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I'd like to call a set of methods in succession -- the same way we use next() to go through an iterable.

The problem is that if I put them in a iter() they are all implicitly called at the same time, and next() does not work as it should.

What am I missing?

Thank you very much!

3
  • 2
    Can you add code which you have written?
    – Daweo
    Jul 15 at 9:50
  • It sounds like you are calling your methods and saving the results in a collection. Perhaps you should just be putting the method names in and perform a call later.
    – quamrana
    Jul 15 at 9:54
  • For example: f = iter([print("A"), print("B")]) next(f) The methods inside f are called at the same time and next() is by-passed and does not work.
    – antobzzll
    Jul 15 at 10:08

2 Answers 2

0

Is this what you want to achieve? I've edited the original answer to show that it also allows you to pass args to these functions.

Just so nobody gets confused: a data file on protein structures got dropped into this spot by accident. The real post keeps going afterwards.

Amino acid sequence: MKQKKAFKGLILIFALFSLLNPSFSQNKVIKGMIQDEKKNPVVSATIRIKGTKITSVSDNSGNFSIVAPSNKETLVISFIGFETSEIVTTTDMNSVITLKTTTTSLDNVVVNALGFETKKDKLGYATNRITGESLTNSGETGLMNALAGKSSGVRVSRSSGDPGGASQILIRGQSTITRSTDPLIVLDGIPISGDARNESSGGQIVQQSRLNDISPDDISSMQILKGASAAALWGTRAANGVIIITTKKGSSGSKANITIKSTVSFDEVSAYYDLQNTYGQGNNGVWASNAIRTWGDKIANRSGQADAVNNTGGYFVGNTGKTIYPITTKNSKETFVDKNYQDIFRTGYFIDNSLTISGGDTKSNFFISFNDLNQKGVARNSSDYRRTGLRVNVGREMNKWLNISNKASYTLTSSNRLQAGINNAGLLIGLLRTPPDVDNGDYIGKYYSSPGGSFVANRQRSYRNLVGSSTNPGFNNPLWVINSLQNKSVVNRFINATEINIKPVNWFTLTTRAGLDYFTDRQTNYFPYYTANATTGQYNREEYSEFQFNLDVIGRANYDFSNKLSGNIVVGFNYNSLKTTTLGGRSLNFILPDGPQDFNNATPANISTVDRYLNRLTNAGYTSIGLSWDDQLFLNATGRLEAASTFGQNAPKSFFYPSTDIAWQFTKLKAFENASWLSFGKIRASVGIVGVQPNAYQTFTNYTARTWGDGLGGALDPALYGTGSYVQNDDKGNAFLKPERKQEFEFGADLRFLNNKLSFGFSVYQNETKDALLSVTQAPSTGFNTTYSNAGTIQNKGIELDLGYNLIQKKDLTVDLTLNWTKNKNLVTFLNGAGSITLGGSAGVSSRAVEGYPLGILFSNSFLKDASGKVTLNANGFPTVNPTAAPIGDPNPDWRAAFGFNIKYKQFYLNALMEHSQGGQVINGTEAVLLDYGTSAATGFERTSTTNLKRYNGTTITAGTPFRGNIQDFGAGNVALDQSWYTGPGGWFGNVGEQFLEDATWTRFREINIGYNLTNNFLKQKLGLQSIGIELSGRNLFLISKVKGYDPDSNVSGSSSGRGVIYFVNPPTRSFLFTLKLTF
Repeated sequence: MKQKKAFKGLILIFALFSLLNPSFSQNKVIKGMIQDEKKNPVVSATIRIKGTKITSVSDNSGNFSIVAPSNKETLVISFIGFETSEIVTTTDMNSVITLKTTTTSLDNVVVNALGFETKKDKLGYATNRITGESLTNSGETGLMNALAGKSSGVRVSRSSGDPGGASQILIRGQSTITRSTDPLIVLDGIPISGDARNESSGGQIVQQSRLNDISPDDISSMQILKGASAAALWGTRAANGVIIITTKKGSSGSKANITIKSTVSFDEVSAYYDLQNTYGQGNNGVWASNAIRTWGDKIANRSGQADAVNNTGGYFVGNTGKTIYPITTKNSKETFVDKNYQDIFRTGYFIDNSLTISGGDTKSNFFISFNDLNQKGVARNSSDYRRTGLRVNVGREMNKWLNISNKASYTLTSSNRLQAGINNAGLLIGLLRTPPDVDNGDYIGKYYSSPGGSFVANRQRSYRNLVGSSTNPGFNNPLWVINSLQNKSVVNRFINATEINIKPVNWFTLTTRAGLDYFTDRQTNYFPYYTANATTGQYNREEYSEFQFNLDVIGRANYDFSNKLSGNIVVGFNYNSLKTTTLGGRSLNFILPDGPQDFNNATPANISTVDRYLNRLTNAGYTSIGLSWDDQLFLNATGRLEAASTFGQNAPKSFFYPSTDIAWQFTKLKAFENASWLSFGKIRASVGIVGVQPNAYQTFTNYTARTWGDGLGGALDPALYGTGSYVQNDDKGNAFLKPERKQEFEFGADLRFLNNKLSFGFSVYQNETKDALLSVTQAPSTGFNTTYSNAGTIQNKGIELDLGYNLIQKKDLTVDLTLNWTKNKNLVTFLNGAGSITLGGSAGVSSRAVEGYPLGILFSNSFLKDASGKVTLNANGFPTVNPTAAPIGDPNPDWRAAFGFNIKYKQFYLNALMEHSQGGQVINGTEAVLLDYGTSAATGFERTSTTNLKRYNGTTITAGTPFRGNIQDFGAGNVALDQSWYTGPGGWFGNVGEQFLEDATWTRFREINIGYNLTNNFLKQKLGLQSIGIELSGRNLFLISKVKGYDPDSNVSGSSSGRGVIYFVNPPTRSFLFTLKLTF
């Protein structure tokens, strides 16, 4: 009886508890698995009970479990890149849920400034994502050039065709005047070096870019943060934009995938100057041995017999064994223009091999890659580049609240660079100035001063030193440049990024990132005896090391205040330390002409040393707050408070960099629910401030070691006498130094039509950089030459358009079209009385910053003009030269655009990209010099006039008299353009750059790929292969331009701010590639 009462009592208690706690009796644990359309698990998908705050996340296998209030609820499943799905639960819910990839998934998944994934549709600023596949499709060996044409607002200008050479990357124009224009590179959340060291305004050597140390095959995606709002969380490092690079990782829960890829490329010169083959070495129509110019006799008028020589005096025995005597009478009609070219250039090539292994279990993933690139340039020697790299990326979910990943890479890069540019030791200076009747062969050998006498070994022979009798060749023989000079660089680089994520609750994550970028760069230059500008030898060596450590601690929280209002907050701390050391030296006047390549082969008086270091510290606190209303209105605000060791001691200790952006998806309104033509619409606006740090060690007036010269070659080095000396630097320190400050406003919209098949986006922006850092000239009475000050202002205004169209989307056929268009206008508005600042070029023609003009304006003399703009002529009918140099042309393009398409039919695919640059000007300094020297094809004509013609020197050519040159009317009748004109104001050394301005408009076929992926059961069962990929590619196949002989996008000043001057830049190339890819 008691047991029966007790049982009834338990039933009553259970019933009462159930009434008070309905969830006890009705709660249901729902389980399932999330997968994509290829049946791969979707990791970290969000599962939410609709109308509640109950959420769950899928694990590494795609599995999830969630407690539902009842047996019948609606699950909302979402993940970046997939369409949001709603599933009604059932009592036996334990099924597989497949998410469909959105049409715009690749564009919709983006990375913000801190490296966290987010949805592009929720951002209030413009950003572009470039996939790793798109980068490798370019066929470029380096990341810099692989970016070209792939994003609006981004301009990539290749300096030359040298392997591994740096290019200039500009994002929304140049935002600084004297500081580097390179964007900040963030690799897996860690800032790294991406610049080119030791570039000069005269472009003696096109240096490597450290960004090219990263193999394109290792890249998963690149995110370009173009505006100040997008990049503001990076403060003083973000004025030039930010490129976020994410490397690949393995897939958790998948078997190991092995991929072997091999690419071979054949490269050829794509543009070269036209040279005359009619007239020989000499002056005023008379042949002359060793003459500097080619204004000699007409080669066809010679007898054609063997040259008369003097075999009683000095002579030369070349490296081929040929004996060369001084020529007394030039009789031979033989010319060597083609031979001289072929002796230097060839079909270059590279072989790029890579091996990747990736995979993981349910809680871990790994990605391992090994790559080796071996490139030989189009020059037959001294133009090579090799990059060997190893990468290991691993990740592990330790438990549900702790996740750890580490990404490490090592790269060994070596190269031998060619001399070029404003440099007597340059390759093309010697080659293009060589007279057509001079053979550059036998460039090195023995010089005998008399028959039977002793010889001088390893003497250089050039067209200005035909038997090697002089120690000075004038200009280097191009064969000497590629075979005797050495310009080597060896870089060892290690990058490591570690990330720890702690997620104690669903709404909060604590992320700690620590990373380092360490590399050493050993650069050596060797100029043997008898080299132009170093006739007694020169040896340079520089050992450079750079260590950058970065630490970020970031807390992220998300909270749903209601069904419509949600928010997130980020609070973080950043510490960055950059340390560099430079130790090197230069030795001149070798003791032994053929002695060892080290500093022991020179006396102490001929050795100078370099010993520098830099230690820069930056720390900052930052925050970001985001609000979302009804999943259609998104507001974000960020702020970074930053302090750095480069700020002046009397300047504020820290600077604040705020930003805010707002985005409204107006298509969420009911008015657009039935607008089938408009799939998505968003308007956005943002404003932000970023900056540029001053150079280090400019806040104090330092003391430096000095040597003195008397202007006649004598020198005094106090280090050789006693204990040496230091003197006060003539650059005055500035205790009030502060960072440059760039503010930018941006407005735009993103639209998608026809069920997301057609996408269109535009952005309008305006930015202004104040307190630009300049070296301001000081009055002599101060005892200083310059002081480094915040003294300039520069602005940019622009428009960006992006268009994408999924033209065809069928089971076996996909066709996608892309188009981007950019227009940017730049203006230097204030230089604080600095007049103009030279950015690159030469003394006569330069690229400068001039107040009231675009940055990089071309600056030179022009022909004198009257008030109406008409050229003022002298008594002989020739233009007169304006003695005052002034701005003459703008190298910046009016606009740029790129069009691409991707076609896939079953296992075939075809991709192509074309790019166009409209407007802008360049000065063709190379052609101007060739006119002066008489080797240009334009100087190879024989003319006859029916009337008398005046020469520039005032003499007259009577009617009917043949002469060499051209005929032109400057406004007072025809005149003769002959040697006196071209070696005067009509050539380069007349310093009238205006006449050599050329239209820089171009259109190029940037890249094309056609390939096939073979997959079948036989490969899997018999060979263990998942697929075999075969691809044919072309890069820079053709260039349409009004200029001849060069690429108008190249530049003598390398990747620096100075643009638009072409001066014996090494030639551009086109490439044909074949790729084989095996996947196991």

def append_num(x):
    x.append(4)
    
def append_other_num(x):
    x.append(5)


func_l = ['append_num', 'append_other_num']

l = [1, 2, 3]
print(l)

for x in func_l:
    eval(x + '(l)')
    print(l)

# Output:
# [1, 2, 3]
# [1, 2, 3, 4]
# [1, 2, 3, 4, 5]

0

Yes, as I thought, you are saving the results of calls into a list:

f = iter([print("A"), print("B")])

The list will contain two Nones that are the result of calling print() (and btw print("A") is called first and print("B") second, so not at the same time, but before f is created)

What you can do instead is:

funcs = iter([lambda:print("A"), lambda:print("B")])

f = next(funcs)
print('before call')
f()
print('after call')

Output:

before call
A
after call

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